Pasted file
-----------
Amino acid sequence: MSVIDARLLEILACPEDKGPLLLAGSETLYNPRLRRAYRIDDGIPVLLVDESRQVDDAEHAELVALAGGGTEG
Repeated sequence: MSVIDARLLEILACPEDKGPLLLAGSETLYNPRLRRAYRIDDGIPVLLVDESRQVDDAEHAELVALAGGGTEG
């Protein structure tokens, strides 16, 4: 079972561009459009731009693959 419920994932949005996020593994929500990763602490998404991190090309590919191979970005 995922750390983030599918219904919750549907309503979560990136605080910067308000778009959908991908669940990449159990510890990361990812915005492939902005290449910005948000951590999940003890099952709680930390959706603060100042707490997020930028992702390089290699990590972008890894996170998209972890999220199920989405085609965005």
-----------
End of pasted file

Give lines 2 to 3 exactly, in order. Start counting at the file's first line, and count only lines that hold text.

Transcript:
Repeated sequence: MSVIDARLLEILACPEDKGPLLLAGSETLYNPRLRRAYRIDDGIPVLLVDESRQVDDAEHAELVALAGGGTEG
């Protein structure tokens, strides 16, 4: 079972561009459009731009693959 419920994932949005996020593994929500990763602490998404991190090309590919191979970005 995922750390983030599918219904919750549907309503979560990136605080910067308000778009959908991908669940990449159990510890990361990812915005492939902005290449910005948000951590999940003890099952709680930390959706603060100042707490997020930028992702390089290699990590972008890894996170998209972890999220199920989405085609965005």